The couple had met while Peggy was studying at Spelman, soon after which she got pregnant and dropped out, ending her formal education, according to her father. That child would be named after his dad, though for reasons no one can adequately explain, Peggy would later present Elkin Jr. (the first of her four children by three fathers) as her younger brother, both in her BET sizzle reel and to close friends. (Elkin Jr. could not be reached for comment.)
That was one of many factual oddities that Hawkins uncovered in his investigation, which was spurred by a December 2013 newspaper headline he spotted in the sports section during his lunch break at the FBI's field office in Houston: FORMER UT STAR WILLIAMS SUING FINANCIAL MANAGER. After enlisting the help of assistant U.S. attorney Belinda Beek, another criminal fraud specialist, Hawkins found himself plunged into a pinball game of misappropriated money, with funds bouncing around at a dizzying pace.
Starting with a handful of financial records provided by Ricky and Kristin Williams (whose civil suit was withdrawn once the FBI got involved), Hawkins and Beek eventually came to find that Peggy was overseeing more than 85 bank accounts. "That was the most blatant attempt I've ever seen of someone trying to hide where the money was coming from; I'd see money jump from one account, back to another, back to another," Hawkins says, rapping his hand on a table for effect. "Just bing, bing, bing, bing, bing. . . ."
Peggy's scheme was as basic as it was brazen. Typically, she would offer to manage a victim's finances—no fee—and start two bank accounts where the new client's income would be deposited as it flowed in. One was a joint account for living expenses; the other, ostensibly for investments, would be funneled into her own coffers, aided by a power of attorney that she secured thanks to her supposed legal credentials.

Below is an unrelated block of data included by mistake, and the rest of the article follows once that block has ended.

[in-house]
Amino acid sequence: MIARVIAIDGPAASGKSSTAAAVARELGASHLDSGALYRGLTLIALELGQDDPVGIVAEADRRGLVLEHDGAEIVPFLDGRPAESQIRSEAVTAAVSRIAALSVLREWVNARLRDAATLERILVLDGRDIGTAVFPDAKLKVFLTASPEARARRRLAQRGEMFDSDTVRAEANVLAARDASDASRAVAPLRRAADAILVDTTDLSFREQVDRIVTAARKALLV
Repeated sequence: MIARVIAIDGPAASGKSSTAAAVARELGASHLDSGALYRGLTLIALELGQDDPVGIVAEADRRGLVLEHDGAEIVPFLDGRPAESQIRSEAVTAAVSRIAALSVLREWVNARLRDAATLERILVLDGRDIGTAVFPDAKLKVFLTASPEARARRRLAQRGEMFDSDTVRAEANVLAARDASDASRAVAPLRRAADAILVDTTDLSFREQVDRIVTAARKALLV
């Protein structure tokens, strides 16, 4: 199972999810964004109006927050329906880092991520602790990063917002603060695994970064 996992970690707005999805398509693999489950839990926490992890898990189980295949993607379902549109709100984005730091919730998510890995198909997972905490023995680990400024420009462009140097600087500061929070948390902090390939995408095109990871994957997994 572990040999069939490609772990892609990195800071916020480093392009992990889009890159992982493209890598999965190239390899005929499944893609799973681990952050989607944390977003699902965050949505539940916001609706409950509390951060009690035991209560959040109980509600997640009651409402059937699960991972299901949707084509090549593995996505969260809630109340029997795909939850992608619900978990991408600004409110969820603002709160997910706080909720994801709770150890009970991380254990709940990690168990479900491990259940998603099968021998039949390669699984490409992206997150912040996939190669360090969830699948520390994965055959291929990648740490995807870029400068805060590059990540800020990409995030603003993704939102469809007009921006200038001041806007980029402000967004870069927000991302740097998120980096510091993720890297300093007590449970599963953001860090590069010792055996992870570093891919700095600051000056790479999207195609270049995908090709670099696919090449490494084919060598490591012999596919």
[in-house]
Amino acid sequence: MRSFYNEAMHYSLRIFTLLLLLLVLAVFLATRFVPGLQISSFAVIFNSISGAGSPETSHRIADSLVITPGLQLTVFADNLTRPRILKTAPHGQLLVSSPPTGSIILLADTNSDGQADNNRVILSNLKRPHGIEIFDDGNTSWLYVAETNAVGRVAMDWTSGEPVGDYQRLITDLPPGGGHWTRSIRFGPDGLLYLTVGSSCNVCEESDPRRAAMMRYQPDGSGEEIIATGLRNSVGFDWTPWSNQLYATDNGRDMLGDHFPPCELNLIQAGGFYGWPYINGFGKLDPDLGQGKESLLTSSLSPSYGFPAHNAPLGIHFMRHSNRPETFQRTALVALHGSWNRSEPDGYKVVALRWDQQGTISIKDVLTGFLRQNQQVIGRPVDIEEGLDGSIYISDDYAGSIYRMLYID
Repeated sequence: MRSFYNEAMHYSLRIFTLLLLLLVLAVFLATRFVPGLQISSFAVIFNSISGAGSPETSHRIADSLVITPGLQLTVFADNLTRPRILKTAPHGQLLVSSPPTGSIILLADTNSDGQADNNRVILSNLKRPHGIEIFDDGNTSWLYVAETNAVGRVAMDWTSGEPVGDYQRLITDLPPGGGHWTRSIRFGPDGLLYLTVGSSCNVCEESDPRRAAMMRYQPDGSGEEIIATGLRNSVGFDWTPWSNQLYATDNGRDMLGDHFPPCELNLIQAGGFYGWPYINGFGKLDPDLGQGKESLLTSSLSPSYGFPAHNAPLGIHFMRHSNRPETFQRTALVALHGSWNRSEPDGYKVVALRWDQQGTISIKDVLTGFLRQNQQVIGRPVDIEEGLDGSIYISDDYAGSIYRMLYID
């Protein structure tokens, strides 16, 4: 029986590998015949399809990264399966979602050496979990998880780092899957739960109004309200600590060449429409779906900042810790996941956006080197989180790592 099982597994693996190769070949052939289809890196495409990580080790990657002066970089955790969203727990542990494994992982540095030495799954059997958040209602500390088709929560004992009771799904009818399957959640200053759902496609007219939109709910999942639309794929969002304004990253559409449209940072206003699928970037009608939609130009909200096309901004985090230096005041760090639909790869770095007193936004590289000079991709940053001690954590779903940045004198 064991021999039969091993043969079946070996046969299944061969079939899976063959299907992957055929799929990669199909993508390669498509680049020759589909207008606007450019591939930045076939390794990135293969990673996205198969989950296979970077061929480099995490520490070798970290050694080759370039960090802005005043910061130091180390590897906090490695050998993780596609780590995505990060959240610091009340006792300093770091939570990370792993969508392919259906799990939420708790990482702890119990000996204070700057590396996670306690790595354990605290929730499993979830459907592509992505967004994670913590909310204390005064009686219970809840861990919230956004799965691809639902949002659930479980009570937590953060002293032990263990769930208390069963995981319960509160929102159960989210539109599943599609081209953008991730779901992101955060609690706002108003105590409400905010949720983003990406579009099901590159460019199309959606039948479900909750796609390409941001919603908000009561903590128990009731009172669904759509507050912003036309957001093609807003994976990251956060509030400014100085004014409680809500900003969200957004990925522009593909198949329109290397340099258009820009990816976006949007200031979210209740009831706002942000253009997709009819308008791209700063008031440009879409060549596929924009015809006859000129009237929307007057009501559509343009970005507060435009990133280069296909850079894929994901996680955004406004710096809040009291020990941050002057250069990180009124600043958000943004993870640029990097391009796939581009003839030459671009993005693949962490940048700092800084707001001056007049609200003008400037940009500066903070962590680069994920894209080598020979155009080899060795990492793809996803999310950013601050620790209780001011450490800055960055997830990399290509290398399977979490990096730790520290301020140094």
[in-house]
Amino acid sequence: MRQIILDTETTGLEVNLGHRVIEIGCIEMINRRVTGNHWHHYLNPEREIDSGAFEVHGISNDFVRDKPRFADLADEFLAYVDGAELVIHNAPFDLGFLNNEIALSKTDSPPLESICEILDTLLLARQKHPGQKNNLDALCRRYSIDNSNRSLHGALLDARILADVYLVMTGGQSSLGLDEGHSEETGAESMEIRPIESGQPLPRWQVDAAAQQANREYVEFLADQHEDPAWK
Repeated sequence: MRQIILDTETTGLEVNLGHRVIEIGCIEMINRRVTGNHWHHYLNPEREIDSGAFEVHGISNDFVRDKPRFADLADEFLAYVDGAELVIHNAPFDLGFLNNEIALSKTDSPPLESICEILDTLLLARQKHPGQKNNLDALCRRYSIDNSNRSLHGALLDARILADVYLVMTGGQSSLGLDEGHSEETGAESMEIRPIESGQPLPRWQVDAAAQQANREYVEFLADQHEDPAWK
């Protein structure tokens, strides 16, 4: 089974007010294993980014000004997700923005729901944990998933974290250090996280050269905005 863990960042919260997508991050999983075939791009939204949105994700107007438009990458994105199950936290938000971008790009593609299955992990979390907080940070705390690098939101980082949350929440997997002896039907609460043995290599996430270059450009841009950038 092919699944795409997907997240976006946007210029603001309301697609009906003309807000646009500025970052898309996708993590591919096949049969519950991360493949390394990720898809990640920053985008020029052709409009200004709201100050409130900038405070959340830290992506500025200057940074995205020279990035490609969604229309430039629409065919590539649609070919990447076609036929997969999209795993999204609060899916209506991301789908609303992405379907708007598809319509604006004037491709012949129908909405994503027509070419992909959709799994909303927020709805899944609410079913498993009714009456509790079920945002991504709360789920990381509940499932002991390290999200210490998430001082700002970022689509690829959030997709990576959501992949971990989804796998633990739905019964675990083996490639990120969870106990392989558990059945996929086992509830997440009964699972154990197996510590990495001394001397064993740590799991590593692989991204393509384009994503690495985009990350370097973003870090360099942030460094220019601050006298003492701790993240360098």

Other times Peggy's thievery was as simple as charging the Williamses $60,000 for their wedding when it actually cost half that, Kristin says. On another occasion, according to one of Ricky's business partners, a credit card machine at Williams's South Beach restaurant was swapped out for one that fed into an outside account.
The fruits of all these labors were readily on display. The two Bentleys and the Maserati in her Fort Lauderdale driveway were purchased with stolen funds, not to mention four Benzes, three Range Rovers, a Porsche and a Rolls-Royce Ghost. There was jewelry and clothing. Rent on a condo at Trump Towers in Miami, along with hefty mortgage installments for homes in multiple states, private school tuition, international flights and nearly $2 million in American Express bills—all of it creating the smokescreen of someone who'd worked hard and earned big.
Which was all true, in a sense. Peggy clearly applied some impressive financial literacy when it came to the art of avoiding detection. On top of those 85-plus bank accounts, Hawkins and Beek also turned up more than 20 shell corporations, registered across multiple states, through which Peggy laundered money, including the Dennis Rodman Group LLC, Dennis Rodman Group & Associates LLC and Dennis Rodman Inc.
At one point Hawkins and Beek found Peggy's financial web to be so knotted that they abandoned the dizzying quest of tracing her dirty money and instead began looking for sources of legitimate income—something—anything—that wasn't pilfered from one of her victims. "Does she have a job? Is there money coming from anywhere else?" Beek asked. "The answer was, pretty much, no."